I prefer working on the web application side of things, but there are frequently tasks that need to be automated outside the context of a browser and server. For TLE, there’s a physical shop where inventory, order, and shipping tasks need to happen, and those tasks revolve around web-based systems of one form or another. To help unify and simplify things for the staff (aka elves), I’ve been connecting scripts on the workstations with internal web applications via queues in the cloud.
Evolution of a bot
Over the past 8+ years, the need for running commands on the desktop has changed. The easiest example to follow is how we have printed shipping labels over the years:
- For the first few months, we would copy/paste the address into the USPS Print & Ship website, click through the shipping options ourselves, print out a label on sticky paper with inkjet, and copy/paste back the delivery confirmation into an order note. Averaging a few orders a day, it was quite manageable.
- With more orders we needed something faster, so I created a form posting to USPS which prefilled all the fields. This way, all we needed to do was confirm/print and copy/paste the delivery confirmation back. That helped for a bit longer.
- With a growing number of orders, we still needed something more, so we switched to Endicia, a desktop application which had several integration options and the ability to print directly to a label printer. I switched from USPS links/forms to pre-composed links using Endicia’s custom URI handler. This helped speed things up, save money on label paper, and also automatically copied confirmation codes for us to paste.
Occasionally we would have a couple problems with the URI approach, so I changed to using file downloads:
- Instead of Endicia’s custom URI handler, the server would send a file download with the XML-based postage details.
- Using the watched folder approach, OS X would notice the new file and send it to Endicia for printing.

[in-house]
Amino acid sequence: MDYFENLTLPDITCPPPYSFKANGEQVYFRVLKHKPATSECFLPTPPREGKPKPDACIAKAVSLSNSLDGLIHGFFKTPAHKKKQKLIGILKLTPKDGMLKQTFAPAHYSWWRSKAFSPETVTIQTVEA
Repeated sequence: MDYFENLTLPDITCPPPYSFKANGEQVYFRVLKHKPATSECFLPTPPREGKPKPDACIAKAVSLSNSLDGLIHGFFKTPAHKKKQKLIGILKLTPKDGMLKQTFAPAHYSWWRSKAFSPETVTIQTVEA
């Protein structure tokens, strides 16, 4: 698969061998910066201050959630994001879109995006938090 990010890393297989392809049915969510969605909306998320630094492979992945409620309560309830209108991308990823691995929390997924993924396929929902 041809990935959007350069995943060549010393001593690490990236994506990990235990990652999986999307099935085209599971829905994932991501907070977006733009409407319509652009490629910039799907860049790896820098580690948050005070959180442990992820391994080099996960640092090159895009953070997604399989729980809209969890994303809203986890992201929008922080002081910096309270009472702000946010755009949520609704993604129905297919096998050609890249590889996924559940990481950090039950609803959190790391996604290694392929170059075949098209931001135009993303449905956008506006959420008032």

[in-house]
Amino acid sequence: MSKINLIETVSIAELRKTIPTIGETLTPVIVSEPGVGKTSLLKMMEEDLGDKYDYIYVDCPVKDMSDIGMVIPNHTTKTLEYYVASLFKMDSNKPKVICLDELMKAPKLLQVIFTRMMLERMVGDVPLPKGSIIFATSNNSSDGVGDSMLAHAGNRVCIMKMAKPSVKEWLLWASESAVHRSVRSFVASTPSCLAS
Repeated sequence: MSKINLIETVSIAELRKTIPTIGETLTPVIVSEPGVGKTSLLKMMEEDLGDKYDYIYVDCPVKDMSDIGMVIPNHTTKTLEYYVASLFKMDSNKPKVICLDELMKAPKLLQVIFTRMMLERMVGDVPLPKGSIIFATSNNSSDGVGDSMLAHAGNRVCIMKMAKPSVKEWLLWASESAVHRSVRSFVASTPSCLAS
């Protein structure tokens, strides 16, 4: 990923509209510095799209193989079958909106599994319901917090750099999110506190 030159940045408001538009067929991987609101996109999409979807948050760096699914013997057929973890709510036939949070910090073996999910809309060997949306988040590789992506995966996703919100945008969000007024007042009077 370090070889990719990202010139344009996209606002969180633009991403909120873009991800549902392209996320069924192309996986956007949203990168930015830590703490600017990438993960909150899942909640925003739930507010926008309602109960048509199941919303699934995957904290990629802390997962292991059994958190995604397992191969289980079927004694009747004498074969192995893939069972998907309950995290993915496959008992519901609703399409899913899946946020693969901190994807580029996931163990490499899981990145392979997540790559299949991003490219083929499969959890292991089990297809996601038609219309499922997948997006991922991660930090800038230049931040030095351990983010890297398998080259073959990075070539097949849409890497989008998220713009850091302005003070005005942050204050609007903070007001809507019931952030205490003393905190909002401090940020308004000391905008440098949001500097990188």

- This worked fairly well, but we quickly ran into a few quirks related to AppleScript’s watched folder features and browser downloads - some files not being noticed at all or being noticed multiple times. We switched to Hazel which not only sidestepped the bugs we were seeing, but also provided me with better insight if something failed.
- A bit later I discovered the
OutputFileattribute of the DAZzle spec which would allow me to capture the results of the printed postage. By using and monitoring a different file extension for the output, I updated the script to parse the results and post the confirmation code to the website. This became an immense timesaver since it would allow postage to be queued instead of having to wait to paste each confirmation code manually. We used this approach for a long time.
Eventually we needed to do more than just printing postage. The Hazel setup was straightforward, but the AppleScript implementation had become a bit too complex and inconvenient to test and change. We also needed this setup to be easily deployed on multiple systems. At this point I decided to spend some time coming up with a different solution which would better meet our needs.
Today’s bot operates a bit differently. Rather than depending on monitored folders for file downloads, each workstation has its own queue (via Amazon SQS). Rather than complex logic in AppleScript, it is primarily based in PHP (as a Phar). Rather than Hazel managing processes, launchd typically runs it as an agent daemon. Rather than only printing shipping labels, it helps with several different tasks. Here are some of them…
Printing Postage - the long-lived task of printing postage. The server pushes a resource URL which has the DAZzle XML data with address/contents/weights, the task gets the resource and sends it to Endicia, and then, once finished, it pushes the results back to the server where shipment costs and confirmation codes get extracted to update the order.